Mass. ex-gov: Grudge led to Ky. college bankruptcy

AP News
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Posted: Dec 15, 2009 6:32 PM

A federal official upset about losing his job gained revenge by triggering the 2005 bankruptcy of a Kentucky college run by former Massachusetts Gov. William F. Weld, two attorneys allege.

Former White House counsel Lanny Davis, now representing Weld, says an Education Department official harbored a vendetta because Weld led a criminal probe against his former employer while serving as a federal prosecutor during the 1980s.

Davis spoke to The Associated Press as another attorney filed a lawsuit Tuesday in Kentucky. The lawsuit alleges that an Atlanta-based accreditation agency, the Council on Occupational Education Inc., unjustly withdrew its stamp of approval for Decker College in Louisville after pressure from the federal official, Ralph LoBosco.

A Decker official claims in a sworn affidavit that LoBosco once told him the demise of his prior employer, Wilfred American Education Corp., diminished the lifestyle that he and his wife enjoyed.

LoBosco, who works in an Education Department regional office in Kansas City, Mo., that supervised Decker, did not return a call seeking comment. A spokesman at the Department of Education in Washington was reviewing specifics before responding.

Decker's loss of accreditation led the Department of Education to shut off $30 million in Pell Grants and other student financial aid, forcing the school to file for bankruptcy.

That stranded 3,700 students who had been participating in its carpentry, electrical, and heating and air conditioning repair classes in Louisville, Ky.; Atlanta; Indianapolis; and Jacksonville, Fla.

Some 500 employees also lost their jobs.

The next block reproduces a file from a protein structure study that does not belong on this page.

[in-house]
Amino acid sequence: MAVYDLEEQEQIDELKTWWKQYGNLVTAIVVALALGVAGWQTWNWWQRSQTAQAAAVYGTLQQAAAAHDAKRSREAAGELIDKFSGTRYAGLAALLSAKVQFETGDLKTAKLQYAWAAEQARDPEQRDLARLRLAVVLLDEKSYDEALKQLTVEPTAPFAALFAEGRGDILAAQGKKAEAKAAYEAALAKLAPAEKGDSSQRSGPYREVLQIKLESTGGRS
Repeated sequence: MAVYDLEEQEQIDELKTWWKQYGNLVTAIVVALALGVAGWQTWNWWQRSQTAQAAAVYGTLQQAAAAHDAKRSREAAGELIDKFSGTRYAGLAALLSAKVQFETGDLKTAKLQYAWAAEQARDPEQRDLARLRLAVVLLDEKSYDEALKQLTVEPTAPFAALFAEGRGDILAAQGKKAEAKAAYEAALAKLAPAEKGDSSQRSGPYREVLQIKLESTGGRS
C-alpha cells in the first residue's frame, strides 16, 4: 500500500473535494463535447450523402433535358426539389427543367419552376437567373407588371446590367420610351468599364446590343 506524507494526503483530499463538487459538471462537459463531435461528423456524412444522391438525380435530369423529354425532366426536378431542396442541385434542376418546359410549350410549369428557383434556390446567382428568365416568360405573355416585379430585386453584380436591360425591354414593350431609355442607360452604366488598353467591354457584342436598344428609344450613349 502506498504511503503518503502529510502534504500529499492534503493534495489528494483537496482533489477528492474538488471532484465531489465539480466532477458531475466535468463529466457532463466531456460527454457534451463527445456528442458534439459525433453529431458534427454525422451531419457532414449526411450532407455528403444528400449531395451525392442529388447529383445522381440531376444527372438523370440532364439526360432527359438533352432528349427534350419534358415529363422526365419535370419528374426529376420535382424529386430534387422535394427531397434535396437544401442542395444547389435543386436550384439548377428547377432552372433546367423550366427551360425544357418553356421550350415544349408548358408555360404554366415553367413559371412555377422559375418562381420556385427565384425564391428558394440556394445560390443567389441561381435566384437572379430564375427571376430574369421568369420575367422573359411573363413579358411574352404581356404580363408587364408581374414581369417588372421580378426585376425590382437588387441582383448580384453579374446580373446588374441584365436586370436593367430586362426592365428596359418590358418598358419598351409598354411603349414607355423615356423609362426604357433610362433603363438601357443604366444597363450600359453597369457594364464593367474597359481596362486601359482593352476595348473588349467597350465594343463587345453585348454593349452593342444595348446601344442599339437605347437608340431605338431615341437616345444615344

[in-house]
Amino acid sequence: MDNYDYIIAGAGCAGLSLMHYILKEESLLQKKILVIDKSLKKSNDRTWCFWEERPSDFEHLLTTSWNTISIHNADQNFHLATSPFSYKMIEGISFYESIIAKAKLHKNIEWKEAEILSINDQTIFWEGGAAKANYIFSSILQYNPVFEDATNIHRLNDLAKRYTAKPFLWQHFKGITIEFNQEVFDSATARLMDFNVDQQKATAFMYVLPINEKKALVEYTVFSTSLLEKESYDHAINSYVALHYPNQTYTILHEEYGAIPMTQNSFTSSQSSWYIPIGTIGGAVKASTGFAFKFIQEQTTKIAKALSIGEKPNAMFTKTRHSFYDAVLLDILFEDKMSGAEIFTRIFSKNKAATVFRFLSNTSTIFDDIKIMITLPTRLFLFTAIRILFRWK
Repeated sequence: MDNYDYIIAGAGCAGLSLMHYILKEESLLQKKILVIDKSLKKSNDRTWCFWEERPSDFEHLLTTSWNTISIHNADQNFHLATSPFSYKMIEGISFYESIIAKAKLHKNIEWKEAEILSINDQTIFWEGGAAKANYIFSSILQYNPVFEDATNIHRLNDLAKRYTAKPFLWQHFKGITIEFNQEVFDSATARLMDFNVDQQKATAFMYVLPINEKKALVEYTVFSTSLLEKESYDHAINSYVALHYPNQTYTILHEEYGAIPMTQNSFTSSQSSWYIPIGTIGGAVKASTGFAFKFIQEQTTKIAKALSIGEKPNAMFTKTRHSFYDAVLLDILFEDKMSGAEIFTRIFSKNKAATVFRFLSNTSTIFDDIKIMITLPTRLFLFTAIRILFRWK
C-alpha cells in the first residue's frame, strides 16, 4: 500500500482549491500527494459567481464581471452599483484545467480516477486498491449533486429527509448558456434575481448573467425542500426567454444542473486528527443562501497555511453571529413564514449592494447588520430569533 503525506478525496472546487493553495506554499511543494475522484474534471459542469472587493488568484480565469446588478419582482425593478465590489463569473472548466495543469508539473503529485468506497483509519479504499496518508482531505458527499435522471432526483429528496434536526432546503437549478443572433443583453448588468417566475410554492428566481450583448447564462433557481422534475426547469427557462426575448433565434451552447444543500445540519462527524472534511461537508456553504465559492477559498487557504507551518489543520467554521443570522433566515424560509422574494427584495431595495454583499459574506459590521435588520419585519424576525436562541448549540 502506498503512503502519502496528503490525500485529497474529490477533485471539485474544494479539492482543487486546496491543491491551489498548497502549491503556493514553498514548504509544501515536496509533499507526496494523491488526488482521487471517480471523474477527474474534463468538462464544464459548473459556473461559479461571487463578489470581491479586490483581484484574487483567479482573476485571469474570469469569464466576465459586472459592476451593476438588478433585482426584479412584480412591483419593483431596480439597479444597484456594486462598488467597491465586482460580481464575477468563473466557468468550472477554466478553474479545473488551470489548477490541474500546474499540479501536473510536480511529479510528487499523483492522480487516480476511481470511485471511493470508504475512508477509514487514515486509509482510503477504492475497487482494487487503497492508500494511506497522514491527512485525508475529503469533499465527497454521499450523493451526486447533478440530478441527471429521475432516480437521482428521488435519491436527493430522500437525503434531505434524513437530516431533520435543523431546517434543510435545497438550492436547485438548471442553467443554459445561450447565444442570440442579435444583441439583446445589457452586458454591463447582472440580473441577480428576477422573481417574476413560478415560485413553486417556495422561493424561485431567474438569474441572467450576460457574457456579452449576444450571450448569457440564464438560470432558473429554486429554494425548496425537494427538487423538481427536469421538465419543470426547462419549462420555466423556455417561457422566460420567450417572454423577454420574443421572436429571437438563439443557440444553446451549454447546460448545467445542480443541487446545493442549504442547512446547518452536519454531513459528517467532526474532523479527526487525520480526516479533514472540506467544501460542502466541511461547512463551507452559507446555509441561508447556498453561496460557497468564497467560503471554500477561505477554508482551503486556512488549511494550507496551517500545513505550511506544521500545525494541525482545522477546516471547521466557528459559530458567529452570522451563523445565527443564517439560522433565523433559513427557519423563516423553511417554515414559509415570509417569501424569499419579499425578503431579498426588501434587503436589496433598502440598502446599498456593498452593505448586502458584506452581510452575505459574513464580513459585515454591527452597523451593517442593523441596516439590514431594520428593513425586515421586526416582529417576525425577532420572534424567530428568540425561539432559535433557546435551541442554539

The collapse not only cost Weld professionally and personally _ he had guaranteed a $3 million loan in a last-ditch move to keep Decker open _ but also politically.

The Republican sought to stage the rare feat of serving as governor of two states, but his 2006 gubernatorial campaign in New York was undercut by conservative opposition. It also was stung by simultaneous questions about his management skills following front-page stories about Decker's demise.

Critics said the school was a diploma mill that falsified attendance records and preyed on poor students who had been encouraged to seek the federal loans that fueled Decker's operations.

Weld served as a Decker board member, and as chief executive officer for its final 10 months in 2005, after his private equity firm took a stake in the school in 2002.

FBI agents raided Decker in October 2005, but the U.S. attorney's office in Kentucky closed the case this year without bringing criminal charges. Weld was never accused of wrongdoing, although he's being sued for repayment of the $3 million loan.

Weld could be relieved of that debt if Decker won its case and its creditors were given the federal grant money withheld after the decertification, but Davis said that is not his priority.

"Mr. Weld is seeking justice, first of all, and the restoration of his reputation, which was tarnished by the bankruptcy," Davis told the AP in an interview.

He said he plans to ask Congress and the Education Department's inspector general to investigate whether LoBosco had a conflict of interest or exerted unjust pressure.

The accreditation agency said it decertified Decker because it had been unaware of the extent to which the school taught its courses online, as opposed to in a classroom. But Decker's bankruptcy attorney, Robert Keats, says documents show the Council knew of the school's distance-learning program.

Keats also said the Council on Occupational Education yielded to LoBosco's pressure for two reasons: The agency itself was up for reaccreditation by the Education Department in 2005, and it was concerned about sanctions for previously accrediting Decker.

"These lies directly and proximately caused the failure of Decker College and the loss of its student body and other damages sought in this litigation," the attorney wrote in his complaint.

Two accreditation agency officials named in the complaint, executive director Gary Puckett and his top deputy, Alex Wittig, declined to comment.

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Associated Press writer Brett Barrouquere in Louisville contributed to this report.